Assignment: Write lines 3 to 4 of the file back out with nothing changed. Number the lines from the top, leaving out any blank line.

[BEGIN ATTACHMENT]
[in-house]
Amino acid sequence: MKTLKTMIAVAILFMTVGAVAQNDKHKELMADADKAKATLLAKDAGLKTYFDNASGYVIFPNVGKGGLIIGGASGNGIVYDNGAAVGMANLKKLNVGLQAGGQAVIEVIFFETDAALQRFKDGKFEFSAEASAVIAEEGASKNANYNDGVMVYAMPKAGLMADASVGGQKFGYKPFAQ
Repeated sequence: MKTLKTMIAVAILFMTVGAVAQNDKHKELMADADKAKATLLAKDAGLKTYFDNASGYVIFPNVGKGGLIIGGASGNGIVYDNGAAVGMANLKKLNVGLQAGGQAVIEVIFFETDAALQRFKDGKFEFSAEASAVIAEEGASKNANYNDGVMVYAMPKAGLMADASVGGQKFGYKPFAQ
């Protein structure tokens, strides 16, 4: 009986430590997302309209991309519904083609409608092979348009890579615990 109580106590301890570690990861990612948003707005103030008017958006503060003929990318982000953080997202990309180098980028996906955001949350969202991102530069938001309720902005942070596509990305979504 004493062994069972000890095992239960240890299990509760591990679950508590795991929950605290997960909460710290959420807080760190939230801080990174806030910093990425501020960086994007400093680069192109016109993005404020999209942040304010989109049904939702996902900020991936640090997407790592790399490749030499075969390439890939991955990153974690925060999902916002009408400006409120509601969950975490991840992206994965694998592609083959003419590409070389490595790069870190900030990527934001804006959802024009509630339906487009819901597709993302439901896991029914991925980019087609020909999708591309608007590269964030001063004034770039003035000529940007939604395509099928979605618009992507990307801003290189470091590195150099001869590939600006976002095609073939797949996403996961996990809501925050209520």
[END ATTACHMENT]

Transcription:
Repeated sequence: MKTLKTMIAVAILFMTVGAVAQNDKHKELMADADKAKATLLAKDAGLKTYFDNASGYVIFPNVGKGGLIIGGASGNGIVYDNGAAVGMANLKKLNVGLQAGGQAVIEVIFFETDAALQRFKDGKFEFSAEASAVIAEEGASKNANYNDGVMVYAMPKAGLMADASVGGQKFGYKPFAQ
């Protein structure tokens, strides 16, 4: 009986430590997302309209991309519904083609409608092979348009890579615990 109580106590301890570690990861990612948003707005103030008017958006503060003929990318982000953080997202990309180098980028996906955001949350969202991102530069938001309720902005942070596509990305979504 004493062994069972000890095992239960240890299990509760591990679950508590795991929950605290997960909460710290959420807080760190939230801080990174806030910093990425501020960086994007400093680069192109016109993005404020999209942040304010989109049904939702996902900020991936640090997407790592790399490749030499075969390439890939991955990153974690925060999902916002009408400006409120509601969950975490991840992206994965694998592609083959003419590409070389490595790069870190900030990527934001804006959802024009509630339906487009819901597709993302439901896991029914991925980019087609020909999708591309608007590269964030001063004034770039003035000529940007939604395509099928979605618009992507990307801003290189470091590195150099001869590939600006976002095609073939797949996403996961996990809501925050209520």